- Write first – “Mornings belong to whatever is new—the current composition. Afternoons are for naps and letters. Evenings are for reading, family, Red Sox games on TV, and any revisions that just cannot wait.” Again, prioritizing is nothing new, but how many of us do it well?
- Write every day – Another piece of well-worn advice, but the rationale was enlightening. “Once I start work on a project, I don’t stop and I don’t slow down unless I absolutely have to. If I don’t write every day, the characters begin to stale off in my mind—they begin to seem like characters instead of real people. The tale’s narrative cutting edge starts to rust and I begin to lose my hold on the story’s plot and pace. Worst of all, the excitement of spinning something new begins to fade. The work starts to feel like work, and for most writers that is the smooch of death.” Aha!
- Get your novel done in three months – At 2000 words/day for 90 days, King’s right—three months yields quite a decent length novel. But again the rationale is key: If you take longer than three months, you get tired of it yourself. See “Write every day” above. Aha!
- Eliminate distractions – Close the door, close the blinds, and (I’m sure he’d add) turn off email/social media. We’ve all heard this advice, but have you heard a rationale other than “in order to focus”? How about this one: Get rid of the mundane world so that you can create your own. Aha!
- Rest between drafts – Let your first draft rest (King suggests a minimum of 6 weeks, at least in the context of novels—your boss probably won’t wait for that report past Friday) before looking at it fresh; it should appear alien to you upon rereading. Have you ever thought “Did I really write that? I don’t remember writing that.” No, the writing brownies did not sneak in overnight to write for you. The mind can play wonderful tricks to help you see things anew, allowing you to become a more effective editor.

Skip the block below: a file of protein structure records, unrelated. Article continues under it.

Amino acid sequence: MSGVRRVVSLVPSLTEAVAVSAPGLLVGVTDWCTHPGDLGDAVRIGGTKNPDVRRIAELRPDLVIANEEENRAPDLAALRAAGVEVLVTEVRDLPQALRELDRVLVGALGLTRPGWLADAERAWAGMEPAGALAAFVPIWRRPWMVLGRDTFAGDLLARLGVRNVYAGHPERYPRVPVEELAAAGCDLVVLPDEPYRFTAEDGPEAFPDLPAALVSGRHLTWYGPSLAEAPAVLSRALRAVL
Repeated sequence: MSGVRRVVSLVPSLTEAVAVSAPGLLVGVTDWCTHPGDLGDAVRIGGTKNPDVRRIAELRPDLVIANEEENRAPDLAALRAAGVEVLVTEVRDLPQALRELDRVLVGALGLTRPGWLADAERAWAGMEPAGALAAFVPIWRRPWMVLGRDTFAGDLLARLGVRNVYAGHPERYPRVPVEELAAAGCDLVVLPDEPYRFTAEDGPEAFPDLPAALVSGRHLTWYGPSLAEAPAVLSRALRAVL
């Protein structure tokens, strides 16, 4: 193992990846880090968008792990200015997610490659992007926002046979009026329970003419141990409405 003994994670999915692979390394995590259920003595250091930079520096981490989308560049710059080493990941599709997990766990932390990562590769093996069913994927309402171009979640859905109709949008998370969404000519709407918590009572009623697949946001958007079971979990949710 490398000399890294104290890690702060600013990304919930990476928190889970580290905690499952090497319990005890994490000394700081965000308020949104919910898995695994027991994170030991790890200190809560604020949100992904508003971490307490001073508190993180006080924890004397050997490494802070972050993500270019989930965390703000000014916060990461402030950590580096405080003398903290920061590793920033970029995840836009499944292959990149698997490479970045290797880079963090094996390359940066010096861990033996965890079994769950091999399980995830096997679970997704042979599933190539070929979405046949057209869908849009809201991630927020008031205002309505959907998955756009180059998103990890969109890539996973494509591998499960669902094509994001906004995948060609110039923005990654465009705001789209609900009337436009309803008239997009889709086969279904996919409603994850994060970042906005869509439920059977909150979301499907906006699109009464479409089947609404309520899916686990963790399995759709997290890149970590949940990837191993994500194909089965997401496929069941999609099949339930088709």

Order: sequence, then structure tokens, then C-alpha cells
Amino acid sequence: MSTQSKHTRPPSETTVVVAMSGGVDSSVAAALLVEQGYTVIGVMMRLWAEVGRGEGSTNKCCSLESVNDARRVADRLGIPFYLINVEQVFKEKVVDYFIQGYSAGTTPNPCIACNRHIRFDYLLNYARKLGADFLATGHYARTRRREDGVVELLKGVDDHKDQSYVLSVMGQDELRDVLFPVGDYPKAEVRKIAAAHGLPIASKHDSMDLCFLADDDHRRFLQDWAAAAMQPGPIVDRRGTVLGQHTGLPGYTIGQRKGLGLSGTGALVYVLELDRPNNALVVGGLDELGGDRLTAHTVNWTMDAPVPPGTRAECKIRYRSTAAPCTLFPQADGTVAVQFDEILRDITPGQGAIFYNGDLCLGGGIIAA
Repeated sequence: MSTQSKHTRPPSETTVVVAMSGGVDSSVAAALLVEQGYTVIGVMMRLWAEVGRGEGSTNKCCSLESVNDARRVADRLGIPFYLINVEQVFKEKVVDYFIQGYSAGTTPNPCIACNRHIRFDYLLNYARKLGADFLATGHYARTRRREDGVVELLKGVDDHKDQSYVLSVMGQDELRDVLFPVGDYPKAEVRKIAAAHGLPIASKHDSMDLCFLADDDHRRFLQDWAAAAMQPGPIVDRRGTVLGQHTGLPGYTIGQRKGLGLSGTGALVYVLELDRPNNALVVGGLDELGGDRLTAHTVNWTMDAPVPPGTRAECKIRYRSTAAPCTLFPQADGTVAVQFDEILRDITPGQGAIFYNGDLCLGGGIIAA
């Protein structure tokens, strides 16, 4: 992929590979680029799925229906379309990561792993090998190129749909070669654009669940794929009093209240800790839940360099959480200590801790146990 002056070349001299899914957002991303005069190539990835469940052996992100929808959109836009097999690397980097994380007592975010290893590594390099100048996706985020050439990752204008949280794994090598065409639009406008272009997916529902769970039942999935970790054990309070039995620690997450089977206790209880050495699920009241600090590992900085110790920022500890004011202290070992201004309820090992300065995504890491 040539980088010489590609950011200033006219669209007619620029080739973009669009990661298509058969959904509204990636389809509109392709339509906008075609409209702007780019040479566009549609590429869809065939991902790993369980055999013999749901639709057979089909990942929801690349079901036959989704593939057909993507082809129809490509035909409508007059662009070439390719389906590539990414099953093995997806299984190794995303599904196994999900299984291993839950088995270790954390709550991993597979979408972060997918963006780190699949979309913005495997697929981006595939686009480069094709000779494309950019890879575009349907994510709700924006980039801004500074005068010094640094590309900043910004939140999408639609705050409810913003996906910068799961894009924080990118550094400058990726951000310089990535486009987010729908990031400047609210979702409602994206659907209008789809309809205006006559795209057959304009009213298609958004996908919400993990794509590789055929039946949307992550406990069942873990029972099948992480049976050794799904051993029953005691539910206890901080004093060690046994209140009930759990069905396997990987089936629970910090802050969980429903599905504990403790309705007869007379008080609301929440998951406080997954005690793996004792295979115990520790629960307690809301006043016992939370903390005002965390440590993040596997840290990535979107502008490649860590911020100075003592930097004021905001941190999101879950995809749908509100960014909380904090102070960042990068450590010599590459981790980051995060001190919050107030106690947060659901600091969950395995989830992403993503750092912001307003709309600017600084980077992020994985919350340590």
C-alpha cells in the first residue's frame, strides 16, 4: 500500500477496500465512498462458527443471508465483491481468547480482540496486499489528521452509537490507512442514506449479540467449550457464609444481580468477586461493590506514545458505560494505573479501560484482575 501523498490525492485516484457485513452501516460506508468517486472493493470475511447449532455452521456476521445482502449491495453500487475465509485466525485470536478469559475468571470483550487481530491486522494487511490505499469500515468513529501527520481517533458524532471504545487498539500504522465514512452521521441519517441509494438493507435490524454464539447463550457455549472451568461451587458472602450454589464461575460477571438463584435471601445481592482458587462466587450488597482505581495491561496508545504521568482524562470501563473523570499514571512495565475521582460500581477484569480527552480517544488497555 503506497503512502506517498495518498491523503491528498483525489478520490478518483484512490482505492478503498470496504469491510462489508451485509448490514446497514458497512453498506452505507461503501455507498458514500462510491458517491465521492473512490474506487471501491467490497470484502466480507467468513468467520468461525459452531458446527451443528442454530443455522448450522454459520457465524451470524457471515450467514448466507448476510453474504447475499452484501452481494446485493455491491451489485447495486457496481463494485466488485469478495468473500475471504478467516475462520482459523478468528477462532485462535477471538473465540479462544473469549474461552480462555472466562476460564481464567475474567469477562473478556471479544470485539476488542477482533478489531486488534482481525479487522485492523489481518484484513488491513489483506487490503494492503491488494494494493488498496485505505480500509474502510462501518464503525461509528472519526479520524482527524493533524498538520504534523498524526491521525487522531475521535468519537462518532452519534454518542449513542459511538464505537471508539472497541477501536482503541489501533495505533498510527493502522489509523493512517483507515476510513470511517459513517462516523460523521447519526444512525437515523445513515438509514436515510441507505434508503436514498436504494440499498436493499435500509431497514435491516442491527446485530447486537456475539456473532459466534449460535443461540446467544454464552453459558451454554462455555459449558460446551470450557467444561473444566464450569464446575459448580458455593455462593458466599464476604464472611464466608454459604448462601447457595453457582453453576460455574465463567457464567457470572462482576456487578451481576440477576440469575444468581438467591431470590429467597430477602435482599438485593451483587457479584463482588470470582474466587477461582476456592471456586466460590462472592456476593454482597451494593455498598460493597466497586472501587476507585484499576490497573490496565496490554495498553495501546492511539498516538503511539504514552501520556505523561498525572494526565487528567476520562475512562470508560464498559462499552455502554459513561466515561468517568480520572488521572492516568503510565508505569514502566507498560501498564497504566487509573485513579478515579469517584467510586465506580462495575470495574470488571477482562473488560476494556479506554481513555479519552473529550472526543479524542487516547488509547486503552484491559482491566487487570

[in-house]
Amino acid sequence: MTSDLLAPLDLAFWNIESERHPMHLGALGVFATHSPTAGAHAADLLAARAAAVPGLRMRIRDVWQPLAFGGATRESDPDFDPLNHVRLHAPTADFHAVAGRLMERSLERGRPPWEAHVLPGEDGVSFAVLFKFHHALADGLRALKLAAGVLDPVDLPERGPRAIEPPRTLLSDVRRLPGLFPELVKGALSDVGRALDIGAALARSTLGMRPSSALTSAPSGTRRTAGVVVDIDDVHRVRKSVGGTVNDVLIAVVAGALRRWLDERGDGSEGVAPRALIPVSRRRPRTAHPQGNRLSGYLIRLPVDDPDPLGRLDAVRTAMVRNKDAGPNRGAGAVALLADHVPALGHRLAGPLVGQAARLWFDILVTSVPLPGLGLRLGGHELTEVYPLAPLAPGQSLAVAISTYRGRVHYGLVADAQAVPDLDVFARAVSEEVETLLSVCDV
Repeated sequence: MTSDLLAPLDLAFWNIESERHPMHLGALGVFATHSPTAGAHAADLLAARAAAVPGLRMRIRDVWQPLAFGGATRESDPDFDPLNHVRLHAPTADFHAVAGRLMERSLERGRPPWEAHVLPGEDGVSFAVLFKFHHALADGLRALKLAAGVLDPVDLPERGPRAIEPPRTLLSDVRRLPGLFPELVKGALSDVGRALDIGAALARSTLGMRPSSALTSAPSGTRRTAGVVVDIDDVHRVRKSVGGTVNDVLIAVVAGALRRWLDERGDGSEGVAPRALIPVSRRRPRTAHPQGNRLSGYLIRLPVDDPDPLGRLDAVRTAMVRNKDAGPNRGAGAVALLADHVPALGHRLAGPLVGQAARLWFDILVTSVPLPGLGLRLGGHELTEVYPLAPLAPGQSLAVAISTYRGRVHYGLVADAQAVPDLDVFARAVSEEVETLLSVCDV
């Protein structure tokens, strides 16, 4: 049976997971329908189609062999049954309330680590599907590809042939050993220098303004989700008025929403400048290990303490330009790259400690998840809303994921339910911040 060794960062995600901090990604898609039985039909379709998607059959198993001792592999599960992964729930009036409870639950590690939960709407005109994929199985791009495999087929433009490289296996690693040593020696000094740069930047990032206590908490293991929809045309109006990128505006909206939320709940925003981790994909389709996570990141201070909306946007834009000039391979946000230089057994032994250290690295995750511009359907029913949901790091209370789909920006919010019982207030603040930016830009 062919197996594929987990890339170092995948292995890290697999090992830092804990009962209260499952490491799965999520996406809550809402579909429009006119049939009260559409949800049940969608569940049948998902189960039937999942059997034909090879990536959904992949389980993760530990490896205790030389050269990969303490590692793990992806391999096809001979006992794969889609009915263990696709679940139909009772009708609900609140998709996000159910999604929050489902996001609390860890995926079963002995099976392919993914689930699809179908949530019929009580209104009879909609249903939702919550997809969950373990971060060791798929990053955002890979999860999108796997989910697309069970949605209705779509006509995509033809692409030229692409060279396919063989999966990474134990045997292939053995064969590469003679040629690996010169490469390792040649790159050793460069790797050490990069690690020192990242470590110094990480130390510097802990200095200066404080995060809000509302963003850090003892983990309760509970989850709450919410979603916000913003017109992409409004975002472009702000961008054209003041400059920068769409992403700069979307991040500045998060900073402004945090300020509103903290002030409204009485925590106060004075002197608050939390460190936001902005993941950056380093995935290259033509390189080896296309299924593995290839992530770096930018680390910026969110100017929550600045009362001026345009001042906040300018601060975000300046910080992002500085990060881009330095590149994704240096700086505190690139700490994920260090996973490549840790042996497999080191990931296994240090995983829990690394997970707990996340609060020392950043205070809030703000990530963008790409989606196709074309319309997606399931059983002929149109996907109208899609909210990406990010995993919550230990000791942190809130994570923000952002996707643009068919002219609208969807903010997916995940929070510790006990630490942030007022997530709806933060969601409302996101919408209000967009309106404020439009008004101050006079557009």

- Write the first draft with the door closed and the second (or maybe third) with the door open – Close the figurative door as well as the literal. Listen to yourself and your characters to get the story on the page. Don’t get distracted by others’ opinions or questions about what you’ve written. Responding to someone asking about the symbolism of the apple or to someone telling you how wonderful you are is likely to send you off on the wrong path (focusing on explaining symbols or being wonderful) rather than getting the story on the page. When you’ve revised enough to be comfortable that the story is “done” (i.e., not chock full of holes), go ahead and get the feedback—see what a few select audience members think. I used to have an affirmation “I listen to my own voice.” That’s why!